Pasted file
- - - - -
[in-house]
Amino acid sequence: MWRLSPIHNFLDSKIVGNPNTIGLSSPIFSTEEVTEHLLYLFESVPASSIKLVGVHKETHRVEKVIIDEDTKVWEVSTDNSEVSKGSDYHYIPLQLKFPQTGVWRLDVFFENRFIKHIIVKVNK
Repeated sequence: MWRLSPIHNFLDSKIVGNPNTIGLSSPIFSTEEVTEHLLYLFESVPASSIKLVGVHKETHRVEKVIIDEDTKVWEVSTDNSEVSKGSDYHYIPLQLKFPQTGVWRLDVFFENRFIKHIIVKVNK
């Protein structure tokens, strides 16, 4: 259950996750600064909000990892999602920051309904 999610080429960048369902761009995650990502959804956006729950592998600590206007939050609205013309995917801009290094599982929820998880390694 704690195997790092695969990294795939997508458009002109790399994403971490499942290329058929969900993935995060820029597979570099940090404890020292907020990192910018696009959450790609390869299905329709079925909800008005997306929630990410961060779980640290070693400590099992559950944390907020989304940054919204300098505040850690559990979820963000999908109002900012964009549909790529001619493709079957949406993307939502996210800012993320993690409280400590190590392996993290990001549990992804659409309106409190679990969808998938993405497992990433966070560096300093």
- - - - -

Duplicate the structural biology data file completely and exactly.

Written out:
[in-house]
Amino acid sequence: MWRLSPIHNFLDSKIVGNPNTIGLSSPIFSTEEVTEHLLYLFESVPASSIKLVGVHKETHRVEKVIIDEDTKVWEVSTDNSEVSKGSDYHYIPLQLKFPQTGVWRLDVFFENRFIKHIIVKVNK
Repeated sequence: MWRLSPIHNFLDSKIVGNPNTIGLSSPIFSTEEVTEHLLYLFESVPASSIKLVGVHKETHRVEKVIIDEDTKVWEVSTDNSEVSKGSDYHYIPLQLKFPQTGVWRLDVFFENRFIKHIIVKVNK
């Protein structure tokens, strides 16, 4: 259950996750600064909000990892999602920051309904 999610080429960048369902761009995650990502959804956006729950592998600590206007939050609205013309995917801009290094599982929820998880390694 704690195997790092695969990294795939997508458009002109790399994403971490499942290329058929969900993935995060820029597979570099940090404890020292907020990192910018696009959450790609390869299905329709079925909800008005997306929630990410961060779980640290070693400590099992559950944390907020989304940054919204300098505040850690559990979820963000999908109002900012964009549909790529001619493709079957949406993307939502996210800012993320993690409280400590190590392996993290990001549990992804659409309106409190679990969808998938993405497992990433966070560096300093």